If you think Southern California is all shopping malls, freeways and theme parks ... then why don't you take a hike with us!

Hundred Peaks Section, Sierra Club

The Hundred Peaks Section of the Sierra Club is happy to provide the maps to peaks we climb. We are first and foremost a hiking club.
WE LOVE TO HIKE. We have hikes for beginners, we have hikes for experienced hikers, and we have hikes for everyone in between. Most people who go on our hikes find them lots of fun and a great opportunity to meet other fellow hikers. Plus we all get the opportunity to explore the beautiful mountain ranges of
Southern California.

To find out more about us and see our up-coming hikes please go to http://angeles.sierraclub.org/hps



This document (Readme.html) assumes you are downloading all the map files in a big glob from the National Geographic Web site. See http://angeles.sierraclub.org/hps/maps.htm for a link to that site, if you would prefer to download the maps in that manner. If you are instead downloading individual maps, be sure to move them to your c:\topo!\maps directory before proceeding per the instructions below.





(Please note: After you read this WAIVER, you can close this message and find the downloaded individual map files in c:\topo!\maps)



By downloading and using the maps and depleted routes you, the map user, understand and agree to the following:

  1. All routes depicted in these maps are hiking and mountaineering routes.
  2. Hiking and mountaineering are inherently dangerous outdoor activities.
  3. The hiker/mountaineer will be exposed to a variety of hazards and risks, some foreseen and some unforeseen, which are intrinsic to this sport and can not be eliminated.
  4. These inherent hazards and risks include, but are not limited to serious personal injury, property damage, and death.
  5. The maps shown are based upon USGS 7.5 maps and they contain errors. Some, but not all, of the errors are due to changing conditions such as fires, land slides, private property issues, impassable/unsafe roads, etc.
  6. The routes and waypoints depicted on these maps are meant as a general guide only.
  7. The hiker/climber must be knowledgeable and experienced to choose the best and safest route and to turn back, if conditions so dictate.
  8. The routes shown do not reduce or eliminate any of the inherent risks and hazards of this activity.
  9. Special training and knowledge are required to hike/climb the routes/mountains shown.
  10. The hiker/mountaineer must be mentally and physically prepared and carry the necessary food, water, clothing, equipment and the other ten essentials of wilderness travel.
  11. The hiker/mountaineer needs to know the local weather forecast before attempting to do any of these routes and be prepared for any and all possible weather conditions. Weather ranging from heat, cold, lightening, rain, snow, etc. has been contributing factors to hiker/climber deaths and other serious injuries on the routes shown.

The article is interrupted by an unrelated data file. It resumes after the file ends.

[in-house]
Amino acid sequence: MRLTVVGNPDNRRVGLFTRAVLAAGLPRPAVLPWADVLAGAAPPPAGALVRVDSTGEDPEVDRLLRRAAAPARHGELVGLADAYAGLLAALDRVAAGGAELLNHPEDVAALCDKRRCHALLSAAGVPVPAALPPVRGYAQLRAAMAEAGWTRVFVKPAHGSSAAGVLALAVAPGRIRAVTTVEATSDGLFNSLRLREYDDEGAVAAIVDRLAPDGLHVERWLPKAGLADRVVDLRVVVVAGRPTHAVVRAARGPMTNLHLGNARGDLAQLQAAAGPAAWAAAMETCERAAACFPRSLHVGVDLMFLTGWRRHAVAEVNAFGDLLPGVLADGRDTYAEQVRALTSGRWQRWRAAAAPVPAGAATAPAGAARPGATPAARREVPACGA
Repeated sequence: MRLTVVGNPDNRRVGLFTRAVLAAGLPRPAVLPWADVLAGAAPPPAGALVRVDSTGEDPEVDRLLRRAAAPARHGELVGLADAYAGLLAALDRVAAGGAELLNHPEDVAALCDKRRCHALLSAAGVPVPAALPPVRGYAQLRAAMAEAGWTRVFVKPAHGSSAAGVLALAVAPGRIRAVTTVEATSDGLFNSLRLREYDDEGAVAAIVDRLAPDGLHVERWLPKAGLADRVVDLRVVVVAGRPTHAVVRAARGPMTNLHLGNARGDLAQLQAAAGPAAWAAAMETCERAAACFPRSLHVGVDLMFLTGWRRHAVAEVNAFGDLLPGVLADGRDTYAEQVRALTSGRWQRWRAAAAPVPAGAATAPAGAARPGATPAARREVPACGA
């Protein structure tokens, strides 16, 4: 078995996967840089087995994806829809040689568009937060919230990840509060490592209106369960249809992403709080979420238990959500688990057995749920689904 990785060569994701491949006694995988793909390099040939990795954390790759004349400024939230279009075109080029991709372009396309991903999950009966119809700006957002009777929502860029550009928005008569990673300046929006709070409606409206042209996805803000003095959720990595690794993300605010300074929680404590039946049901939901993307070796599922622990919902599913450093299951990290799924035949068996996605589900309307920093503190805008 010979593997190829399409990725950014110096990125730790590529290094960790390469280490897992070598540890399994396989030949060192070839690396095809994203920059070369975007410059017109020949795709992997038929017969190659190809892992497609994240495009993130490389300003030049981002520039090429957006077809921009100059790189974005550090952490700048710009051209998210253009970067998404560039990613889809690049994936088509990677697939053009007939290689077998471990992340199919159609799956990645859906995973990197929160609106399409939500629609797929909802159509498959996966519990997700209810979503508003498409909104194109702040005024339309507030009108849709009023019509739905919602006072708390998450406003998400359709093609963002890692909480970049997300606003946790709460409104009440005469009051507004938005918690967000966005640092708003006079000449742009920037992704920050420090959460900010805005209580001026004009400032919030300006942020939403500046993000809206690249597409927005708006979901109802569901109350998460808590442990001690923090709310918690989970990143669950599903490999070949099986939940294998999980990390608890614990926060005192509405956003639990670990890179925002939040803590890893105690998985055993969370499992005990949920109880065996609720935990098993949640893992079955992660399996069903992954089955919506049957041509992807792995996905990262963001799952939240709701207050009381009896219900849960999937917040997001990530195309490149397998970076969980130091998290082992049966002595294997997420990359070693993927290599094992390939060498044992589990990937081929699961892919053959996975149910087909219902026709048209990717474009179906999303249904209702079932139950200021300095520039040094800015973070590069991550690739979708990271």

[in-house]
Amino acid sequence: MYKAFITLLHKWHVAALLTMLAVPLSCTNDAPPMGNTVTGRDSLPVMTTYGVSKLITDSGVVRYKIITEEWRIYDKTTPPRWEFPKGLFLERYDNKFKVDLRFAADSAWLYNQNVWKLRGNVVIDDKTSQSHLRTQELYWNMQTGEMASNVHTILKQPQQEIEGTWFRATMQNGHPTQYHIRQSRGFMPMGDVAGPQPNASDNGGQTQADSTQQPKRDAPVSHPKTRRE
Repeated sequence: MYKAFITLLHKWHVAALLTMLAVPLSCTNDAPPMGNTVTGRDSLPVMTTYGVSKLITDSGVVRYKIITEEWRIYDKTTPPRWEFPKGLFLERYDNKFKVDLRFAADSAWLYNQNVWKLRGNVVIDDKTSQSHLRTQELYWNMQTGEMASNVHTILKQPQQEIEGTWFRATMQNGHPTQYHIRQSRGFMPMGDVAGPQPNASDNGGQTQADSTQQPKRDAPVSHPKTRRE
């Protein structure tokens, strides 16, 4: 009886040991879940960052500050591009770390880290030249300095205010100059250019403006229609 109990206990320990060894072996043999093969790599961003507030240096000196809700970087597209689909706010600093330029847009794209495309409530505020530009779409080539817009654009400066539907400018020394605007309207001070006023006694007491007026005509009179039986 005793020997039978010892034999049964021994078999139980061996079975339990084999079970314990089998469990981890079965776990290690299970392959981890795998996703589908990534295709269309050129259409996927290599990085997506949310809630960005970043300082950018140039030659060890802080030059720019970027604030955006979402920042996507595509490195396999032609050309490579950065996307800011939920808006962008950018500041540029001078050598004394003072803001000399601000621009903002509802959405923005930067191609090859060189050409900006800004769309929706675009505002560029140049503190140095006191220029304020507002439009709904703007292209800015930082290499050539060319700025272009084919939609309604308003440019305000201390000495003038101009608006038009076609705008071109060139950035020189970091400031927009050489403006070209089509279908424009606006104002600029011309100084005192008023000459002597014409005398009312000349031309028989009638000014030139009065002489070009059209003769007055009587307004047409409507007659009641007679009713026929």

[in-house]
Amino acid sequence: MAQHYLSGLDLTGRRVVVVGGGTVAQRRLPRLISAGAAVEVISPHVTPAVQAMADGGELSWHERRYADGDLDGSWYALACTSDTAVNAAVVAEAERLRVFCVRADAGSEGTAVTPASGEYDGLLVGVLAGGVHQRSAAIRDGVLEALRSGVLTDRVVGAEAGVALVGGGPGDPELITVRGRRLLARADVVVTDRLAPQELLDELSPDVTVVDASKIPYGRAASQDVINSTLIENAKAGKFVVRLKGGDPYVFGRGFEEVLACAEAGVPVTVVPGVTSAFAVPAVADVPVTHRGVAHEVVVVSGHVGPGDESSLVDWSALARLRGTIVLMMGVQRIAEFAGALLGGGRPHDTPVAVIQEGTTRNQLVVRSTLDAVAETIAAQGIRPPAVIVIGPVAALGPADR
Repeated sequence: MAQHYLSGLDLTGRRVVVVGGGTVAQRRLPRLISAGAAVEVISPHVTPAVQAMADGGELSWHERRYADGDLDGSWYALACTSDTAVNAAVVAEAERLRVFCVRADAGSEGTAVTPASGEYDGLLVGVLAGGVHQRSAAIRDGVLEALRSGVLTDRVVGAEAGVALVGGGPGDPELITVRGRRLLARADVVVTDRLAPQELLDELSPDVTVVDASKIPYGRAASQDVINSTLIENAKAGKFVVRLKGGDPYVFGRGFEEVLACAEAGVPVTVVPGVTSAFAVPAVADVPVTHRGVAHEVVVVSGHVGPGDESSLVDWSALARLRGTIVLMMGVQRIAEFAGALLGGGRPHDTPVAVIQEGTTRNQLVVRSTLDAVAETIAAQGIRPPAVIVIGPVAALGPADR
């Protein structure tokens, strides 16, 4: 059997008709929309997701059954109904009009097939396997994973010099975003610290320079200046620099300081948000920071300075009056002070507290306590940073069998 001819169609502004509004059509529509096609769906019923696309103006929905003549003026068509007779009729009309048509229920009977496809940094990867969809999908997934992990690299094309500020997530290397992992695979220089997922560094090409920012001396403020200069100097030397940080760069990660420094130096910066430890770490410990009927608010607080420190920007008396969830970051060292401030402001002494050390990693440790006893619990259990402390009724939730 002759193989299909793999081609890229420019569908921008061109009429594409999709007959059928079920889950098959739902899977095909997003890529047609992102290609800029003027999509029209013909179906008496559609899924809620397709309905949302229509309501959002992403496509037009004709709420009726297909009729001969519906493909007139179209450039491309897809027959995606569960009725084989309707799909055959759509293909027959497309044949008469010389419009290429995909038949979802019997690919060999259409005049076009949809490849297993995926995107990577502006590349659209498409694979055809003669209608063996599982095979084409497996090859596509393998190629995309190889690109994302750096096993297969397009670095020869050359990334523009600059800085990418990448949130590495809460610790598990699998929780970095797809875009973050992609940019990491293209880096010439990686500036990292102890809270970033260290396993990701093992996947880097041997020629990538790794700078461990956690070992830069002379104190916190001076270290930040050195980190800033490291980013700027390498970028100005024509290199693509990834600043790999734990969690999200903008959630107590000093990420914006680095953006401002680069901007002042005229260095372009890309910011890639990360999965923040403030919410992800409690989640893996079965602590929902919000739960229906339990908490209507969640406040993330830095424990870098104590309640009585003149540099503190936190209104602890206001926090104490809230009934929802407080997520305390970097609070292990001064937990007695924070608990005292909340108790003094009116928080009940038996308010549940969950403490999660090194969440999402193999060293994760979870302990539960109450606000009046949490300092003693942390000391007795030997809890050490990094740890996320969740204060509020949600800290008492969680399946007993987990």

12. Finally, it is recommended that individual hikers do not attempt to do any of these routes alone. There have been deaths of well-qualified hikers/mountaineers attempting to do some of the routes without a knowledgeable climbing partner or group.


Therefore, by downloading and using the maps and depleted routes, you, the map user, agree to the following:

1.    You are responsible for your own safety, actions and decisions in regards to the use of the maps and the depleted routes contained the downloaded files.

2.    The authors of the depicted routes and maps assume no responsibility or liability for your safety or well-being.

3.    You waive, discharge all claims, release from liability and hold harmless all persons and organizations that developed the software, maps and routes provided.

4.    You assume all risks associated with these files and the associated maps, routes and waypoints contained therein.


This agreement is intended to be as broad and inclusive as permitted by law. If any provision or part of any provision of this agreement is held to be invalid or legally unenforceable for any reason, the remainder of this agreement shall not be affected thereby and shall remain valid and fully enforceable.


The routes shown are to peaks on the list of peaks of the Hundred Peaks Section (HPS) of the Angeles Chapter of the Sierra Club. The peaks are generally all the major peaks in Southern California from Kern County south whose elevations are over 5,000.


The Hundred Peaks Section of the Sierra Club also has a complete set of written hiking guides to all of its peaks. The HPS official peak guides can be obtained by visiting the HPS web site at www.angeles.sierraclub.org/hps/. Please note: Some of the routes on the maps do not correspond with the routes discussed in the peak guides. .


General instructions: